Kayhanian, Masoud; University of California, Davis
National Center for Sustainable Transportation, Caltrans, MnDOT, FHWA
Best practices, Hydraulics, Pavement performance, permeability, Runoff, Sustainable transportation, Water quality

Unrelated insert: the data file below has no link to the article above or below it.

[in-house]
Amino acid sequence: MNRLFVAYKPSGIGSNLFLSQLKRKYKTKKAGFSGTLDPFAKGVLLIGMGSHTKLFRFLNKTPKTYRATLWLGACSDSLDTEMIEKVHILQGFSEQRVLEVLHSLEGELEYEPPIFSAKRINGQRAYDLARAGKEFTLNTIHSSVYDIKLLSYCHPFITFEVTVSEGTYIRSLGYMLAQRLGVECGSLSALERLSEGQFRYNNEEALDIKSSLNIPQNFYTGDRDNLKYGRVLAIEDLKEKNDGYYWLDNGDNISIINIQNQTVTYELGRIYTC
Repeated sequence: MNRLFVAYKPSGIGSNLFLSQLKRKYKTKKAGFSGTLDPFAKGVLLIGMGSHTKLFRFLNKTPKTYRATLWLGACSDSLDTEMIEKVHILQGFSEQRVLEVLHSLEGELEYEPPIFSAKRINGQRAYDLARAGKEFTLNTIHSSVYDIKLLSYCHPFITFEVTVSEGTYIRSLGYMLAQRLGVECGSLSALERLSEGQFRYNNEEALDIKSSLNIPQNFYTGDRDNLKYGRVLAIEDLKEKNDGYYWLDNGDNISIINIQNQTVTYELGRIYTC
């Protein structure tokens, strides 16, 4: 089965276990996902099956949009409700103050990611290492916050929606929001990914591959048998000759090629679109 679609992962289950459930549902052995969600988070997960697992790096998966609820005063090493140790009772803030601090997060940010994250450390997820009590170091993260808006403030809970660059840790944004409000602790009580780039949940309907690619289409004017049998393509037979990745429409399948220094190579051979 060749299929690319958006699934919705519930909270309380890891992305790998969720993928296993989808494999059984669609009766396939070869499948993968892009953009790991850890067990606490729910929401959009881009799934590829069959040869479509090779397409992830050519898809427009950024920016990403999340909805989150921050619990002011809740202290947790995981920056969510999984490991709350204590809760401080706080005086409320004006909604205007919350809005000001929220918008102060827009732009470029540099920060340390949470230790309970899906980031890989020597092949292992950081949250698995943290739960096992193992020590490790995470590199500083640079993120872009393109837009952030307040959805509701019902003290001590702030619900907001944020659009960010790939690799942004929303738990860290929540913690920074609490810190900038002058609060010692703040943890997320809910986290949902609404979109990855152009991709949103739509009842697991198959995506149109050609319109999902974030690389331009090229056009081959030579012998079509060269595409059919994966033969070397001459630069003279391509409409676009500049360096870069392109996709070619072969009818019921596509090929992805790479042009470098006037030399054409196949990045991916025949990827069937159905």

Permeable pavement presented in this paper is defined as a type of pavement that has ability to store stormwater until it infiltrates through the subgrade soil and can function as a conventional pavement to carry specific traffic load and speed. Hence, open graded friction course (OGFC) that is an overlay of open graded pavement installed over conventional pavements is not discussed in this paper. Depending on surface pavement, permeable pavements are generally grouped as porous asphalt (PA), pervious concrete (PC), and permeable interlocking concrete pavers (PICP). For permeable pavement to function well, regardless of the type of surface pavement, it is required to satisfy both the structural and hydrologic requirements. If designed and constructed well, then permeable pavement also can act as a best management practice and often viewed as an alternative low impact development option for urban areas.